High Efficiency Video Coding

  • hevc / h.265 / mpeg-h part 2
    high efficiency video coding
    statusin force
    year started2013
    latest versionjune 2019
    organizationitu-t, iso, iec
    committeevceg, mpeg
    base standardsh.261, h.262, h.263, h.264, mpeg-1
    domainhttps://www.itu.int/rec/t-rec-h.265

    high efficiency video coding (hevc), also known as h.265 and mpeg-h part 2, is a video compression standard, designed as a successor to the widely used advanced video coding (avc, h.264, or mpeg-4 part 10). in comparison to avc, hevc offers from 25% to 50% better data compression at the same level of video quality, or substantially improved video quality at the same bit rate. it supports resolutions up to 8192×4320, including 8k uhd, and unlike the primarily 8-bit avc, hevc's higher fidelity main10 profile has been incorporated into nearly all supporting hardware. hevc is competing with the royalty-free av1 coding format for standardization by the video standard working group netvc of the internet engineering task force (ietf).[1]

    while avc uses the integer discrete cosine transform (dct) with 4x4 and 8x8 block sizes, hevc uses integer dct and dst transforms with varied block sizes between 4x4 and 32x32. the high efficiency image format (heif) is based on hevc.[2] as of 2019, hevc is used by 43% of video developers, and is the second most widely used video coding format after avc.[3]

  • concept
  • history
  • coding efficiency
  • features
  • profiles
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  • containers
  • patent license terms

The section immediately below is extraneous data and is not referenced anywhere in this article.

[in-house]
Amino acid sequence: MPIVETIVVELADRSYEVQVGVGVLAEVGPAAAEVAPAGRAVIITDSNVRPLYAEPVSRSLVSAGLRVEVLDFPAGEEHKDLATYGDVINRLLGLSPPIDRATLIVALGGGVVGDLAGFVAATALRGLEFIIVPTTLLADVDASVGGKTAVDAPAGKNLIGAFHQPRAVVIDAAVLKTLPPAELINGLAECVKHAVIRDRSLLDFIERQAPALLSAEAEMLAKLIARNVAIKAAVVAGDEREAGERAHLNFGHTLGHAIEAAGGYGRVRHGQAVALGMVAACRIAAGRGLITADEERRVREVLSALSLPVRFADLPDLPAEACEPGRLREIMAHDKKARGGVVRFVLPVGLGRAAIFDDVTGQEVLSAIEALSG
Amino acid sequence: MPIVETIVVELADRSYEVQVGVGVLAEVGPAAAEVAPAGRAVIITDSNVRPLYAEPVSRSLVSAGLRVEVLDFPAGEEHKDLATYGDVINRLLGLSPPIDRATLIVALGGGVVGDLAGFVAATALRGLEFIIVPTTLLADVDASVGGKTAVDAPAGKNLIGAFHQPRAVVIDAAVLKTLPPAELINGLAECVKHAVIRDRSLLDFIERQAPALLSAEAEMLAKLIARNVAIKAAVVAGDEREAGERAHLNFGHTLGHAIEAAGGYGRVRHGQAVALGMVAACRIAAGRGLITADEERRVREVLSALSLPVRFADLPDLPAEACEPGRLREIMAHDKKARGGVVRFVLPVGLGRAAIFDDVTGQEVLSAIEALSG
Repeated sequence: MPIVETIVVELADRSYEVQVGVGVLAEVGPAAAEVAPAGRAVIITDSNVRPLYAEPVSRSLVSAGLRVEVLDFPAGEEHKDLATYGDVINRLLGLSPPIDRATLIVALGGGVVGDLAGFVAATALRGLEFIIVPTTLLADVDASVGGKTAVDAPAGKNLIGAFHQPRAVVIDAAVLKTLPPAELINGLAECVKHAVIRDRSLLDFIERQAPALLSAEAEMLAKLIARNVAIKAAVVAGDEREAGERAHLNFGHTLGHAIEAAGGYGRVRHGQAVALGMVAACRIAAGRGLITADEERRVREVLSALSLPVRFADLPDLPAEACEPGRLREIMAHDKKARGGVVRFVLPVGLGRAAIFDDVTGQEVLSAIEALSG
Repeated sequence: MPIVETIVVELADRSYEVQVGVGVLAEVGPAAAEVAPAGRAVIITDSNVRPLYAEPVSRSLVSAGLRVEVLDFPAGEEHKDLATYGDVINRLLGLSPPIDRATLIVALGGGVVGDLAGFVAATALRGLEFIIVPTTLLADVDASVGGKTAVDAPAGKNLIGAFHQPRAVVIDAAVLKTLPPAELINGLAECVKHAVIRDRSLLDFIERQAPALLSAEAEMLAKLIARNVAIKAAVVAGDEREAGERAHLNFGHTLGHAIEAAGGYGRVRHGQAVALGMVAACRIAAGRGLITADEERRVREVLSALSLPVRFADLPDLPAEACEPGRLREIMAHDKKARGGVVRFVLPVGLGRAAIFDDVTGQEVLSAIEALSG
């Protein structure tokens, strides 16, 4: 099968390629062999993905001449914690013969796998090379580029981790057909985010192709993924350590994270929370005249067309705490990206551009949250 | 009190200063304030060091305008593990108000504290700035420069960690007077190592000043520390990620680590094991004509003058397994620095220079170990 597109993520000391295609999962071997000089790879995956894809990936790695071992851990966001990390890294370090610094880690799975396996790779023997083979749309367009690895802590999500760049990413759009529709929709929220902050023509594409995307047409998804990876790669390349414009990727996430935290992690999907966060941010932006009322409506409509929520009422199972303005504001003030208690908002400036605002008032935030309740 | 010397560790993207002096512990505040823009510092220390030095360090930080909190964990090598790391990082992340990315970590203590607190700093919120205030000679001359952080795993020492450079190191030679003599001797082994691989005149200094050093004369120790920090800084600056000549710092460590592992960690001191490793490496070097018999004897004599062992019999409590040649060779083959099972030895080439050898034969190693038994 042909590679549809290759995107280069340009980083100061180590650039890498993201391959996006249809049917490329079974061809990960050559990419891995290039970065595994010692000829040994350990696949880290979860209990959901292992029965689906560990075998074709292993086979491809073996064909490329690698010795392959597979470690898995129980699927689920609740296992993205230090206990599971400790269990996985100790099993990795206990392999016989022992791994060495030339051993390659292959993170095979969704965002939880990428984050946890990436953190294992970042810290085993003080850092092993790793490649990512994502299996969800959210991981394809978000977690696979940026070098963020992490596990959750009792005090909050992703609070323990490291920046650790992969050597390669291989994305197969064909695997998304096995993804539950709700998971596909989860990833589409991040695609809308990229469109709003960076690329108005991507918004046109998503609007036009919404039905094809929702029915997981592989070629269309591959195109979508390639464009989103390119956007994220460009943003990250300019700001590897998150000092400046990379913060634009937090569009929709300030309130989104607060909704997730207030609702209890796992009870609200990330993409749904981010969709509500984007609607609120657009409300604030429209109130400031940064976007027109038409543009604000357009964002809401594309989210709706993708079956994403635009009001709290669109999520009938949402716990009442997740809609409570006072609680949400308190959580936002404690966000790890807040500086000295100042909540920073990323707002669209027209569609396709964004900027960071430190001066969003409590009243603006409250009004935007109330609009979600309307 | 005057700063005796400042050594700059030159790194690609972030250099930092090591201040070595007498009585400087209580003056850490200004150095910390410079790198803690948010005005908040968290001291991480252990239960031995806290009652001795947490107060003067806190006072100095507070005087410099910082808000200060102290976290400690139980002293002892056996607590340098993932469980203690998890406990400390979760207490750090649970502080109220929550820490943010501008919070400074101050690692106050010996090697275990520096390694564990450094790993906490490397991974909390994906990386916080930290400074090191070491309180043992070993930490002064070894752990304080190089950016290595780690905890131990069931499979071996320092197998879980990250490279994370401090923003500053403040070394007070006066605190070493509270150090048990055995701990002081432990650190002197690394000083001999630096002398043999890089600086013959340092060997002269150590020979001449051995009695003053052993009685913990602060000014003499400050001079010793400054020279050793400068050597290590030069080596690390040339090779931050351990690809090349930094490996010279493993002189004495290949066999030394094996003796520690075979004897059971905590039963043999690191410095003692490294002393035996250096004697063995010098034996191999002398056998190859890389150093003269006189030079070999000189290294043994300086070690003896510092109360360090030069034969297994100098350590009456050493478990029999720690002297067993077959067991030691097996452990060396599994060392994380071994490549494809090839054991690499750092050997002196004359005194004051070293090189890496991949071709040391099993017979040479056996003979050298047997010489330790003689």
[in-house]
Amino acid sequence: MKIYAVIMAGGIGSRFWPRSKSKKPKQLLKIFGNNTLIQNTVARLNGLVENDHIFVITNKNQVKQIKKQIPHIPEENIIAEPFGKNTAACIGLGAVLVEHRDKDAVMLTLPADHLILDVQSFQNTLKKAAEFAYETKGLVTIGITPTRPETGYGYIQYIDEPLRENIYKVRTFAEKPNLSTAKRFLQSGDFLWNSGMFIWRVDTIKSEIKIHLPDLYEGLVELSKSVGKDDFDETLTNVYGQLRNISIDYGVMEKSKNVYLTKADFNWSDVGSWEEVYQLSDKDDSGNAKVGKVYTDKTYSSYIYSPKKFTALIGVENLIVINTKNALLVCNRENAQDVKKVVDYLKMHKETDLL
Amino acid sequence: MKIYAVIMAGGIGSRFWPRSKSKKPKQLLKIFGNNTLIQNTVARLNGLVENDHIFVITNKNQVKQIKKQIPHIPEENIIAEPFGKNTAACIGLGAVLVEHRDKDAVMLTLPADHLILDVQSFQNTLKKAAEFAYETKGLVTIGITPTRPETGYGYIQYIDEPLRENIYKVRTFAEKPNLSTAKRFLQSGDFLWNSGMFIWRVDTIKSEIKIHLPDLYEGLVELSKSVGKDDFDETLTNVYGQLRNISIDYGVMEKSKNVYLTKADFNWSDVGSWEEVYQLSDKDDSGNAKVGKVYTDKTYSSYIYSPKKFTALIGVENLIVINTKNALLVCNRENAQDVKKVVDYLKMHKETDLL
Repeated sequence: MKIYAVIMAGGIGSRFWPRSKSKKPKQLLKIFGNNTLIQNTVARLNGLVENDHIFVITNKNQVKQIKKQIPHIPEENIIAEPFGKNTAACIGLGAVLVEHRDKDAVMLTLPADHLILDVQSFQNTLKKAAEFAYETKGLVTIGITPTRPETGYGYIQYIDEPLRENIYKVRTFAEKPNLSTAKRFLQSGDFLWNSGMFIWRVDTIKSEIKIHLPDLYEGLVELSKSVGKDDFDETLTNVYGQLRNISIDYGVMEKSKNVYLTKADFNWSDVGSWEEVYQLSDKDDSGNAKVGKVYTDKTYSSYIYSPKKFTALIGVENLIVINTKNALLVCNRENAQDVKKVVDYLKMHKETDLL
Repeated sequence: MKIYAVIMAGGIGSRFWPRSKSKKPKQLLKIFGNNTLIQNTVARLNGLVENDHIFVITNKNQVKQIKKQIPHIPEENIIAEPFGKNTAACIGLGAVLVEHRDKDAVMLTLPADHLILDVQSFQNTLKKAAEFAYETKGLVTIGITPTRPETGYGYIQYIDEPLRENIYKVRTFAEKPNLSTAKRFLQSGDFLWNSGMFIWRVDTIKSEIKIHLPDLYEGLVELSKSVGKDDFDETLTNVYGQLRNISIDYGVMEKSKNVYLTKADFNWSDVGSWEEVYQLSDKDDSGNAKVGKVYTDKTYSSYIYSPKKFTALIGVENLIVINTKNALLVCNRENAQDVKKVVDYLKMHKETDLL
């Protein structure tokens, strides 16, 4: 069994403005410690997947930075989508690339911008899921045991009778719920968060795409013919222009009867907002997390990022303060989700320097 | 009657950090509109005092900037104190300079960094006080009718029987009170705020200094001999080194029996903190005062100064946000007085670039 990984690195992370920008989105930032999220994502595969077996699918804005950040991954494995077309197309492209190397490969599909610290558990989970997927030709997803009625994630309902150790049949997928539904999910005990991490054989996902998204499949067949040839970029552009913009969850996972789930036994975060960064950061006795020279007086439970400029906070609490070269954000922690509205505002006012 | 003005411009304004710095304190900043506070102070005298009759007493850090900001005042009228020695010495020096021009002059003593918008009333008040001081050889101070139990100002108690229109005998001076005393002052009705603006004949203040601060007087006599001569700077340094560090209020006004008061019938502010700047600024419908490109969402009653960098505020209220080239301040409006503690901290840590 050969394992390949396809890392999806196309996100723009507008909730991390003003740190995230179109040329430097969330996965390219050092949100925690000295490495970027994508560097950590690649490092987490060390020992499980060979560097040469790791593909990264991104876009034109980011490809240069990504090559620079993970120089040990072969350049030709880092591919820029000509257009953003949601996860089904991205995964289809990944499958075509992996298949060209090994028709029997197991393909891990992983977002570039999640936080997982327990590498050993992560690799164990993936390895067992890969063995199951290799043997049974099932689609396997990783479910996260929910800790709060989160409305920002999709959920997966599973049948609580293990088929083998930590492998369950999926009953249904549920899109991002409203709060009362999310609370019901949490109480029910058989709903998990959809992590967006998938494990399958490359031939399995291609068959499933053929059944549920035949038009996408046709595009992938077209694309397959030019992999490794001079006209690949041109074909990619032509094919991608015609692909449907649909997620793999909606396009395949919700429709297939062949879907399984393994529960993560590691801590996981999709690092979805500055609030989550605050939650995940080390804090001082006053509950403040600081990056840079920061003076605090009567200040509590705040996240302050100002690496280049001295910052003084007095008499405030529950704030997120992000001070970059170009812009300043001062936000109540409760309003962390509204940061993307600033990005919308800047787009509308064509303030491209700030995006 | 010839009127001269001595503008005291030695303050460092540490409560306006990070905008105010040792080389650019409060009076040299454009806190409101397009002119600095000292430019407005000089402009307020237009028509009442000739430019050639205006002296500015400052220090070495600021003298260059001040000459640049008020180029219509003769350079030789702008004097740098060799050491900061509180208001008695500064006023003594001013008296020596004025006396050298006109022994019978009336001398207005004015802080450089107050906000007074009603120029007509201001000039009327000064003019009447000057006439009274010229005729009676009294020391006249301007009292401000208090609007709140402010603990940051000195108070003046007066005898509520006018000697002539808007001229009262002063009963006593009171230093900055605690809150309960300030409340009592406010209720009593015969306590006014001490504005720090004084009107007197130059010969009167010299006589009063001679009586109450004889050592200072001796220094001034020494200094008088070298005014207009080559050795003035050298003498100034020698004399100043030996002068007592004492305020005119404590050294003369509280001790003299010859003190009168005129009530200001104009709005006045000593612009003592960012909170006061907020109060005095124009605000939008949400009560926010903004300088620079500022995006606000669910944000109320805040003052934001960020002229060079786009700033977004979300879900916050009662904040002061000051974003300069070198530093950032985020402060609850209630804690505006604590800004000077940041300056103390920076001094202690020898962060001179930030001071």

• versatile video coding
  • see also
  • references
  • external links

HEVC / H.265 / MPEG-H Part 2
High efficiency video coding
StatusIn force
Year started2013
Latest versionJune 2019
OrganizationITU-T, ISO, IEC
CommitteeVCEG, MPEG
Base standardsH.261, H.262, H.263, H.264, MPEG-1
Domainhttps://www.itu.int/rec/T-REC-H.265

High Efficiency Video Coding (HEVC), also known as H.265 and MPEG-H Part 2, is a video compression standard, designed as a successor to the widely used Advanced Video Coding (AVC, H.264, or MPEG-4 Part 10). In comparison to AVC, HEVC offers from 25% to 50% better data compression at the same level of video quality, or substantially improved video quality at the same bit rate. It supports resolutions up to 8192×4320, including 8K UHD, and unlike the primarily 8-bit AVC, HEVC's higher fidelity Main10 profile has been incorporated into nearly all supporting hardware. HEVC is competing with the royalty-free AV1 coding format for standardization by the video standard working group NetVC of the Internet Engineering Task Force (IETF).[1]

While AVC uses the integer discrete cosine transform (DCT) with 4x4 and 8x8 block sizes, HEVC uses integer DCT and DST transforms with varied block sizes between 4x4 and 32x32. The High Efficiency Image Format (HEIF) is based on HEVC.[2] As of 2019, HEVC is used by 43% of video developers, and is the second most widely used video coding format after AVC.[3]